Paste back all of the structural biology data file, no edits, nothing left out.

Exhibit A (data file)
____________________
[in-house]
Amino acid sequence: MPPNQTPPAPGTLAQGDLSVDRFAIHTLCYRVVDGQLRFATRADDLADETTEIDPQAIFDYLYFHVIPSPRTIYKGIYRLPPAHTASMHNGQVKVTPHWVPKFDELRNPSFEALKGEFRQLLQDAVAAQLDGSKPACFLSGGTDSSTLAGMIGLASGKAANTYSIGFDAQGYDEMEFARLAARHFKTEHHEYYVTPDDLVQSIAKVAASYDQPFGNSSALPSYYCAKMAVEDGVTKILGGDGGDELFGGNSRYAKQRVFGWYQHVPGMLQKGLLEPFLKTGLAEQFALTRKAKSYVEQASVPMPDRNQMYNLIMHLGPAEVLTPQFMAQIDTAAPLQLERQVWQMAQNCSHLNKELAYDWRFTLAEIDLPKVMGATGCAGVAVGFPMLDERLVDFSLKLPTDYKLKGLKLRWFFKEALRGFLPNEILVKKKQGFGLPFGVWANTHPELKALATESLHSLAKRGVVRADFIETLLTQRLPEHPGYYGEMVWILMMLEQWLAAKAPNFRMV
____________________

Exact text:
[in-house]
Amino acid sequence: MPPNQTPPAPGTLAQGDLSVDRFAIHTLCYRVVDGQLRFATRADDLADETTEIDPQAIFDYLYFHVIPSPRTIYKGIYRLPPAHTASMHNGQVKVTPHWVPKFDELRNPSFEALKGEFRQLLQDAVAAQLDGSKPACFLSGGTDSSTLAGMIGLASGKAANTYSIGFDAQGYDEMEFARLAARHFKTEHHEYYVTPDDLVQSIAKVAASYDQPFGNSSALPSYYCAKMAVEDGVTKILGGDGGDELFGGNSRYAKQRVFGWYQHVPGMLQKGLLEPFLKTGLAEQFALTRKAKSYVEQASVPMPDRNQMYNLIMHLGPAEVLTPQFMAQIDTAAPLQLERQVWQMAQNCSHLNKELAYDWRFTLAEIDLPKVMGATGCAGVAVGFPMLDERLVDFSLKLPTDYKLKGLKLRWFFKEALRGFLPNEILVKKKQGFGLPFGVWANTHPELKALATESLHSLAKRGVVRADFIETLLTQRLPEHPGYYGEMVWILMMLEQWLAAKAPNFRMV